This post was inspired by one little phrase that jumped out at me in a newsletter I read a couple of years ago:
"...it is amazing how well I feel being equal to them."
This phrase was written by a woman sharing her experiences upon returning home from the Byron Katie 28-day Turnaround House. I didn't write it down, nor did I read that newsletter again until today and yet I've returned to reflect on that sentence again and again. She tells of how much easier her life is as she no longer needs to be anything other than who she is; how she can simply listen and enjoy - and be equal to friends, family and strangers.
I think I've been percolating on that concept for so long because I found it difficult to imagine what it would look like in my own life. A world where I simply say what is true for me regardless of the "status" of the person to whom I'm speaking. Where I am comfortable and happy - in groups, alone, with strangers, friends or family. Where I don't perform, I simply listen, enjoy and really show up around people rather than plotting, defending and calculating constantly.
Talk about energy savings. What on earth would I do with myself without all that to worry about?
This seems particularly relevant with next week's Interaction Design conference in Boulder fast approaching. Seems like I'll get to practice like crazy.
I === them
This post has launched a couple of intriguing conversations in the past few months as I return to see if it's cooked yet. When a couple of my friends (@billder and @sisoma) came to stay in the fall of last year I was playing with the programming meaning of the "=" symbol.
= sets a value. == increases the strictness of that value or as I like to say, it's REALLY equal. And of course ===.
As I was playing with these on paper and thinking about the opposite ≠ it was clear the distinction in the block of connection.
Bill and Samantha and I were spending the afternoon coworking at my place and had gathered to take a break. Samantha had an interview the next day and as we looked at these images I commented that it would be fun to keep in mind = as she interviewed.
In improv we have concepts of high and low status - ways that you act that communicate you're "above" or "below" someone. This is communicated via simple things like holding your head still, speaking and laughing loudly and taking a dominant physical position with lower status people. Or if you're low status, not making solid eye contact, moving your head a lot, covering your mouth, and placing yourself in a lower physical position, etc.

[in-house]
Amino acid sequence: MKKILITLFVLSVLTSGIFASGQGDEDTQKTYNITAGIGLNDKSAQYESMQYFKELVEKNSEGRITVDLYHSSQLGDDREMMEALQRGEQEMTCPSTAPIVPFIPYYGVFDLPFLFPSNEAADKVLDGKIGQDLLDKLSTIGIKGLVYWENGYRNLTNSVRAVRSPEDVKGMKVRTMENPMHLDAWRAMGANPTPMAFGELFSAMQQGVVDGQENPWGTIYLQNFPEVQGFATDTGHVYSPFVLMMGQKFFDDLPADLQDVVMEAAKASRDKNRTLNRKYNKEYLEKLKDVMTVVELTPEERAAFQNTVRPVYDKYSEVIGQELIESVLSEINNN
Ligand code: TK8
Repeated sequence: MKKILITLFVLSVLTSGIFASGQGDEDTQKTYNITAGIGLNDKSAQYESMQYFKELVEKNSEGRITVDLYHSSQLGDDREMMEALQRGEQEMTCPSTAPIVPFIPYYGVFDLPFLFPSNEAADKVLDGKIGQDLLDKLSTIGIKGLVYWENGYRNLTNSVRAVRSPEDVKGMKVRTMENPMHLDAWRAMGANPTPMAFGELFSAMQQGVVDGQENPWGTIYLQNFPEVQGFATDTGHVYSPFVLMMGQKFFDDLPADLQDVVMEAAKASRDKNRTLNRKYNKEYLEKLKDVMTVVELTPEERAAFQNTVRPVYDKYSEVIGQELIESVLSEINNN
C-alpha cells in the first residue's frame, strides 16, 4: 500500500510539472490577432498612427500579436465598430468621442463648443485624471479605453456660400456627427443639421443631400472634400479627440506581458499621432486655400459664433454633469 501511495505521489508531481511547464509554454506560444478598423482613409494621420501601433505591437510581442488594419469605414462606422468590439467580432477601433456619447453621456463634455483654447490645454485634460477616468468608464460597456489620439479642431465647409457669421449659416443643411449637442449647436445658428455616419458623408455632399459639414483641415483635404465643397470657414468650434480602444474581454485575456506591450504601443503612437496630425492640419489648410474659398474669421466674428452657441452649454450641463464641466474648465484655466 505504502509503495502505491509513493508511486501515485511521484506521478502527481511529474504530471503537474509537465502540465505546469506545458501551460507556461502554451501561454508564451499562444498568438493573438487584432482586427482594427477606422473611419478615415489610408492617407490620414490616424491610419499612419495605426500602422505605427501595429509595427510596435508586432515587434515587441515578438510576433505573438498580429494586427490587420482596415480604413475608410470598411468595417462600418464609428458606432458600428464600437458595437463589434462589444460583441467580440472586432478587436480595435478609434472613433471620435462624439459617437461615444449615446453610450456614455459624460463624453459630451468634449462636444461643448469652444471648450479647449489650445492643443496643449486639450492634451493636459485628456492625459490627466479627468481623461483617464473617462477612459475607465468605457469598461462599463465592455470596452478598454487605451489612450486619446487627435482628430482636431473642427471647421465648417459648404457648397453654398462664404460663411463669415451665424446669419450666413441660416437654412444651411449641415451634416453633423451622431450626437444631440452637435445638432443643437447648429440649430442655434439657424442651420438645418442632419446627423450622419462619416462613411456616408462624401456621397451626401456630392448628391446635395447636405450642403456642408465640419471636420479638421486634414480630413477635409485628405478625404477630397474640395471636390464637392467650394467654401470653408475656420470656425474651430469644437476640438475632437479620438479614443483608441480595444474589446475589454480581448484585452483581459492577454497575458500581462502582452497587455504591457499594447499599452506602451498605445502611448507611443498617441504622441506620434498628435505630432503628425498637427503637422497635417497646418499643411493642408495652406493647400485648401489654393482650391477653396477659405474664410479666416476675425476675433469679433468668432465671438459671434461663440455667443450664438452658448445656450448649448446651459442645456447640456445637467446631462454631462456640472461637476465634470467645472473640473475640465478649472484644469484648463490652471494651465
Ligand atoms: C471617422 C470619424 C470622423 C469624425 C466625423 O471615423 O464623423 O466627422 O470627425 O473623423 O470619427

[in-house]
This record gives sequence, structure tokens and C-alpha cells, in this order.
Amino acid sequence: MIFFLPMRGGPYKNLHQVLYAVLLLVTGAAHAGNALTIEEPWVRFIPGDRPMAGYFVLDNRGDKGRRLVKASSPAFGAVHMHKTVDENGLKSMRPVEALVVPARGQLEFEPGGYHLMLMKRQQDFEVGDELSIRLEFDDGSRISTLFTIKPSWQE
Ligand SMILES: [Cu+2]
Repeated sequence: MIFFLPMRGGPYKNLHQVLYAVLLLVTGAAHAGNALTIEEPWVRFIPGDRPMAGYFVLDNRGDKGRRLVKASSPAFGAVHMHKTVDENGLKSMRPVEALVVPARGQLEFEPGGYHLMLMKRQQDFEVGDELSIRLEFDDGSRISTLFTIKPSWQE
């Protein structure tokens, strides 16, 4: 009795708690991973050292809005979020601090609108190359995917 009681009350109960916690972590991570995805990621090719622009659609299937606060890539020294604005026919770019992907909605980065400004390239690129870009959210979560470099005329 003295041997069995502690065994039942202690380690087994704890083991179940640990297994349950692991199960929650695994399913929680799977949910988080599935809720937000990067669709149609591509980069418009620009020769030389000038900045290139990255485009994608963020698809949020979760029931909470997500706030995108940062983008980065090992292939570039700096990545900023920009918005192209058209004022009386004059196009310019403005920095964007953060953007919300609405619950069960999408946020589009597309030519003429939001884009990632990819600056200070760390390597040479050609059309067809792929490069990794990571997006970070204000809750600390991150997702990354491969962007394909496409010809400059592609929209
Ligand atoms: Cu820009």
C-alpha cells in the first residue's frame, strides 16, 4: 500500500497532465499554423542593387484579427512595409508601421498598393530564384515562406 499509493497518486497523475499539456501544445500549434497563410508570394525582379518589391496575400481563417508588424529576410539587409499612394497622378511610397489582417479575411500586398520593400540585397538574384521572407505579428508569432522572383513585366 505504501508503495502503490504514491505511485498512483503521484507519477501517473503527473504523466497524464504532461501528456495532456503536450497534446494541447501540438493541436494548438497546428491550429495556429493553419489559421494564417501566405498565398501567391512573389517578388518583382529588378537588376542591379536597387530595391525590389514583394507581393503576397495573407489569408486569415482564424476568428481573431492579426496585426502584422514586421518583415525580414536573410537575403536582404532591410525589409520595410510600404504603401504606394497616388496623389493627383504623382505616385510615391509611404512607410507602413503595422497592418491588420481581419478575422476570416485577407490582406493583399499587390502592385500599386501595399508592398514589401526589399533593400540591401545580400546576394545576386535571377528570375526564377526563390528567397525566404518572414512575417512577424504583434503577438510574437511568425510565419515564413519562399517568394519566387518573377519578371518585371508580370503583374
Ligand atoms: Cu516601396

In an interview, typically we take a low status position. We answer questions. We sit in the non-authority position. We tend to be nervous. Which position do you think would offer the most possibility of connection? One of insecurity and/or arrogance (just a flip of the same coin) or one of equality and curiousity?
There it is again..."how well I feel being = to them." Much easier to connect with another person from across the way rather than above / or below \.
I am worthy
Another link in my internal conversation around = arrived a several weeks ago via my Twitter feed as I watched Brene Brown's warm and fuzzy TedX presentation on wholeheartedness. Then I went and found her gorgeous book, The Gifts of Imperfection: Let Go of Who You Think You're Supposed to Be and Embrace Who You Are on the same subject.
I've had to read little bits at a time as each paragraph and page create internal conversations and reflection. Often it's just nodding my head and laughing as I recognize strategy after strategy that I've employed to stay away from living my life with a whole heart.
While thinking about this post it suddenly occurred to me that so much of the ≠ in my world is about the imbalance of worrying about what others think of me.
So, as I prepare for Boulder next week, and my very intense meetings with all of the deeply smart people I get to work with in the coming months, I plan on being able to relate a similar tale. I can see my peaceful, happy, content life reflected in being able to say - "It is amazing how well I feel being = to them."